The impact for businesses during storm season can be severe, but having the resources and information you need on hand can help mitigate your risks.
We’ve taken the time to do the research, so you can get prepared for storm season now before it’s too late.
Business Continuity Planning should be an essential part of your operations so that your business can continue to function and recover quickly after a storm (or any other disaster for that matter) hits. But what should this plan involve?
Developing a response to a disaster
Consider the risks to your business and what you will need in order to be operational after the disaster. Part of this is finding out what emergency items you will require and making sure they’re accessible. Also keep in mind what things will fall into the ‘must have’ versus ‘nice to have’ category, as there is no reason to be make your Disaster Response Kit more complicated than it needs to be. This process should also involve checking your policy and reviewing it with your broker to make sure you have adequate insurance to cover your business in an emergency.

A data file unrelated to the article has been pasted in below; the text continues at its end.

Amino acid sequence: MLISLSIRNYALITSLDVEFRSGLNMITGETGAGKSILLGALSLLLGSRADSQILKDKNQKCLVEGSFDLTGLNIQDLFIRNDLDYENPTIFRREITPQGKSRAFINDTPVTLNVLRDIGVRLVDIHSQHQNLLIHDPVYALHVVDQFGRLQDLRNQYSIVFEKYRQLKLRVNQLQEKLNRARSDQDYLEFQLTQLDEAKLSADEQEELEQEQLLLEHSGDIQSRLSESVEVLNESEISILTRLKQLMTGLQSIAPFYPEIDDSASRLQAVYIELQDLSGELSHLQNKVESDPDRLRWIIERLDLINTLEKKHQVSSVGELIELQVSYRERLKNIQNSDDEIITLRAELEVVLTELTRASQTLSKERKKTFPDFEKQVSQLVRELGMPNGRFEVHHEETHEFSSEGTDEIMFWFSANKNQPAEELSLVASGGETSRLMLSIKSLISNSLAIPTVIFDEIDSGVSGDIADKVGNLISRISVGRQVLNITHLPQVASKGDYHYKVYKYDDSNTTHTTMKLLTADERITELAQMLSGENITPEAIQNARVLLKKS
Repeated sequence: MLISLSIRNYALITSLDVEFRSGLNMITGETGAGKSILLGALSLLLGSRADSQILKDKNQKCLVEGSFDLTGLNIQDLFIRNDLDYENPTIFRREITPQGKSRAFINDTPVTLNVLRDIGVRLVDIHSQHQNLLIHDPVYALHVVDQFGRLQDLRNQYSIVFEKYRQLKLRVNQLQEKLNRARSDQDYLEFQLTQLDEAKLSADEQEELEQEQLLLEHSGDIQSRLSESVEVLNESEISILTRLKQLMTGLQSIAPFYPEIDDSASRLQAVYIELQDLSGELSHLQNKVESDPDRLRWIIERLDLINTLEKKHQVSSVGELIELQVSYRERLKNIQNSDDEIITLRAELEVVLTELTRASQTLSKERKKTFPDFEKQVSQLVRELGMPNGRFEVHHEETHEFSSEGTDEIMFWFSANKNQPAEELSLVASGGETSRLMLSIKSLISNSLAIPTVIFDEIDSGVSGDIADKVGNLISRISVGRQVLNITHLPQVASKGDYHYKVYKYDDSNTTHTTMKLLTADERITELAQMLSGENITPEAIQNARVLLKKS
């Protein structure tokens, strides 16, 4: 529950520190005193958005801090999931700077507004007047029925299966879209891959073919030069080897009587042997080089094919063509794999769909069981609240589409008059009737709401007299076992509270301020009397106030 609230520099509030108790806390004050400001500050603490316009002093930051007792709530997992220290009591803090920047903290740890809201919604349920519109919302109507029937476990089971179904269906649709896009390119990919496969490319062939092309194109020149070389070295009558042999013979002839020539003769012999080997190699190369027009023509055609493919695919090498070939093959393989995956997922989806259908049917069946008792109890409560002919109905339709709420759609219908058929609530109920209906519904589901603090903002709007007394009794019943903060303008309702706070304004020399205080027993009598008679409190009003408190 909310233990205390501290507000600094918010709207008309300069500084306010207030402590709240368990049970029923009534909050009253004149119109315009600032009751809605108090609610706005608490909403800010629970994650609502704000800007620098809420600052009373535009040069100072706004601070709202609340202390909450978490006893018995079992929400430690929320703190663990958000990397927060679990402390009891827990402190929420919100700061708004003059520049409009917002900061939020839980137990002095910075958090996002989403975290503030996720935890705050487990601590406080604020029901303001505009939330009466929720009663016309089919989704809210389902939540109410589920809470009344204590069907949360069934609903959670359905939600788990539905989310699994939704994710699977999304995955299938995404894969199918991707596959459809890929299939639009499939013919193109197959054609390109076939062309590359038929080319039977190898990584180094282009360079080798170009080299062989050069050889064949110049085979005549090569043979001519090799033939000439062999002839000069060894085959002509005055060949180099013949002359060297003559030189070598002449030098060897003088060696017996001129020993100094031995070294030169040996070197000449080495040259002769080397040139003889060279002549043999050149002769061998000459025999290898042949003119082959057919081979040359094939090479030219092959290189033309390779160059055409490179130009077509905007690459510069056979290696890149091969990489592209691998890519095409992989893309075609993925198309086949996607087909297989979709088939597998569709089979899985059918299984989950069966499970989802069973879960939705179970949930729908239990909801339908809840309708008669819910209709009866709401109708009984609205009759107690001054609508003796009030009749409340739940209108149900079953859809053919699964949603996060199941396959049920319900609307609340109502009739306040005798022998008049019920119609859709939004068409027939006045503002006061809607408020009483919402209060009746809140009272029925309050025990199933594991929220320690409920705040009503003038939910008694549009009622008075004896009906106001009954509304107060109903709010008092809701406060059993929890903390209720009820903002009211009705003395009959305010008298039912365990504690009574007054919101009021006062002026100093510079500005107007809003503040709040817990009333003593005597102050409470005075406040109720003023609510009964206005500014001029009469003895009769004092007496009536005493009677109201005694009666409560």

What emergency items do businesses need?
When preparing an emergency kit for a business, recommended items to store onsite include:
- A complete first aid kit and first aid manual.
- Battery powered radio, torch, and spare batteries.
- Phone and photographic or video devices (useful for insurance claims).
- Masking tape.
- Plastic sheeting.
- Personal protective equipment – gloves, masks, disinfectant, safety glasses.
- Waterproof bags for valuables.
As well as this, it pays to make sure you have access to important information such as:
- Insurance policies.
- List of employee contact details.
- Emergency services contacts i.e. warning about dangerous weather, road conditions and
- Financial and banking records.
Back-up data regularly on an external drive or use cloud storage, and make sure that more than one person has access to spare keys or security codes.
What if we need to evacuate?
If a severe storm strikes then there is always the possibility you may be evacuated by local authorities. Having an evacuation procedure as part of your Business Continuity Plan ensures that staff are clear about what to do and lessens the risk of possible injury.
For the evacuation procedure you should:
- Work out both primary and secondary evacuation routes and exits.
- Create floor plans that feature these and post them up where people can see them.
- If you work with hazardous materials, or critical operations, put in place procedures for handling these.
- Have regular evacuation drills.
Appoint someone to be responsible for carrying out an evacuation and decide on when this should take place. For instance, should it be waiting until local authorities say it should happen? Or when there is a good chance of injury if staff stay in the building?
To download a fact sheet on Preparing your Business visit: Get Ready Queensland
Is your business insured for storm season? Contact Western Insurance Brokers for advice on getting the right type of commercial insurance, we cover a wide variety of industries.